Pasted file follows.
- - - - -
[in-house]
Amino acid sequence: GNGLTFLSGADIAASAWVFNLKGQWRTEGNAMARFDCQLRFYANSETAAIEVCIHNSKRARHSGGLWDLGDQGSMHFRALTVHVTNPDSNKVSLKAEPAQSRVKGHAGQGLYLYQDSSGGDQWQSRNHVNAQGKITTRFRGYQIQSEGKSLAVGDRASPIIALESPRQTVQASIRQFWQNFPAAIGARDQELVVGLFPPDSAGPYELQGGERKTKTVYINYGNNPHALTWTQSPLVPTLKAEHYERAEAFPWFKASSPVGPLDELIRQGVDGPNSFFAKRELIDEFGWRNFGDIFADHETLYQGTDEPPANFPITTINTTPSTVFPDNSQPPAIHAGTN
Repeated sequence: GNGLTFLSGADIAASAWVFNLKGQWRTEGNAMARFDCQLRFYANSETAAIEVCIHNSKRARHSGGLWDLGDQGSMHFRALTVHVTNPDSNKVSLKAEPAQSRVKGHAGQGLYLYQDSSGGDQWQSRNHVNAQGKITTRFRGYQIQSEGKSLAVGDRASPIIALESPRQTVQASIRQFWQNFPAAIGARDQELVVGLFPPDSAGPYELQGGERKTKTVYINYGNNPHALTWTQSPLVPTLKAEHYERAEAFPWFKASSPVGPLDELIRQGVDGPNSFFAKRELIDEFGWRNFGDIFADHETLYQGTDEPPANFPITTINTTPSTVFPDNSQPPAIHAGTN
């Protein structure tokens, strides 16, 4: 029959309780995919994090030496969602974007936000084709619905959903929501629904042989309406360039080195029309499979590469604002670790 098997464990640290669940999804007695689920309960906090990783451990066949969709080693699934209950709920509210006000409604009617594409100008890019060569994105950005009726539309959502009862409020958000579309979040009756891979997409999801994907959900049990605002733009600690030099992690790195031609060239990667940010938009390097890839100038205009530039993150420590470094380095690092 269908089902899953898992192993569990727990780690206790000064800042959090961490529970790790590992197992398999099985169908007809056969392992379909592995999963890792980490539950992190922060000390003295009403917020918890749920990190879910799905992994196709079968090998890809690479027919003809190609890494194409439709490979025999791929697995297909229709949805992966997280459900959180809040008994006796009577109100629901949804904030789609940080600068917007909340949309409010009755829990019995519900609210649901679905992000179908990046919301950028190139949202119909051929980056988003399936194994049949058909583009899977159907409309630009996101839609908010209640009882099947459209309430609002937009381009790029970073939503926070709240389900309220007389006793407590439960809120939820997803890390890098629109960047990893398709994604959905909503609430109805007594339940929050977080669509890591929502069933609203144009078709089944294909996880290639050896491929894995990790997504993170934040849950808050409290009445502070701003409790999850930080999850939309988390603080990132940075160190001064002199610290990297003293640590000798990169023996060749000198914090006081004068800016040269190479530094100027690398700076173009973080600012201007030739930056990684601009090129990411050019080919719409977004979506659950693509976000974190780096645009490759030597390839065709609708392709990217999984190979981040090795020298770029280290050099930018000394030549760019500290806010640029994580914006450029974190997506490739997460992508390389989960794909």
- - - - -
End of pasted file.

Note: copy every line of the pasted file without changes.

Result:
[in-house]
Amino acid sequence: GNGLTFLSGADIAASAWVFNLKGQWRTEGNAMARFDCQLRFYANSETAAIEVCIHNSKRARHSGGLWDLGDQGSMHFRALTVHVTNPDSNKVSLKAEPAQSRVKGHAGQGLYLYQDSSGGDQWQSRNHVNAQGKITTRFRGYQIQSEGKSLAVGDRASPIIALESPRQTVQASIRQFWQNFPAAIGARDQELVVGLFPPDSAGPYELQGGERKTKTVYINYGNNPHALTWTQSPLVPTLKAEHYERAEAFPWFKASSPVGPLDELIRQGVDGPNSFFAKRELIDEFGWRNFGDIFADHETLYQGTDEPPANFPITTINTTPSTVFPDNSQPPAIHAGTN
Repeated sequence: GNGLTFLSGADIAASAWVFNLKGQWRTEGNAMARFDCQLRFYANSETAAIEVCIHNSKRARHSGGLWDLGDQGSMHFRALTVHVTNPDSNKVSLKAEPAQSRVKGHAGQGLYLYQDSSGGDQWQSRNHVNAQGKITTRFRGYQIQSEGKSLAVGDRASPIIALESPRQTVQASIRQFWQNFPAAIGARDQELVVGLFPPDSAGPYELQGGERKTKTVYINYGNNPHALTWTQSPLVPTLKAEHYERAEAFPWFKASSPVGPLDELIRQGVDGPNSFFAKRELIDEFGWRNFGDIFADHETLYQGTDEPPANFPITTINTTPSTVFPDNSQPPAIHAGTN
């Protein structure tokens, strides 16, 4: 029959309780995919994090030496969602974007936000084709619905959903929501629904042989309406360039080195029309499979590469604002670790 098997464990640290669940999804007695689920309960906090990783451990066949969709080693699934209950709920509210006000409604009617594409100008890019060569994105950005009726539309959502009862409020958000579309979040009756891979997409999801994907959900049990605002733009600690030099992690790195031609060239990667940010938009390097890839100038205009530039993150420590470094380095690092 269908089902899953898992192993569990727990780690206790000064800042959090961490529970790790590992197992398999099985169908007809056969392992379909592995999963890792980490539950992190922060000390003295009403917020918890749920990190879910799905992994196709079968090998890809690479027919003809190609890494194409439709490979025999791929697995297909229709949805992966997280459900959180809040008994006796009577109100629901949804904030789609940080600068917007909340949309409010009755829990019995519900609210649901679905992000179908990046919301950028190139949202119909051929980056988003399936194994049949058909583009899977159907409309630009996101839609908010209640009882099947459209309430609002937009381009790029970073939503926070709240389900309220007389006793407590439960809120939820997803890390890098629109960047990893398709994604959905909503609430109805007594339940929050977080669509890591929502069933609203144009078709089944294909996880290639050896491929894995990790997504993170934040849950808050409290009445502070701003409790999850930080999850939309988390603080990132940075160190001064002199610290990297003293640590000798990169023996060749000198914090006081004068800016040269190479530094100027690398700076173009973080600012201007030739930056990684601009090129990411050019080919719409977004979506659950693509976000974190780096645009490759030597390839065709609708392709990217999984190979981040090795020298770029280290050099930018000394030549760019500290806010640029994580914006450029974190997506490739997460992508390389989960794909």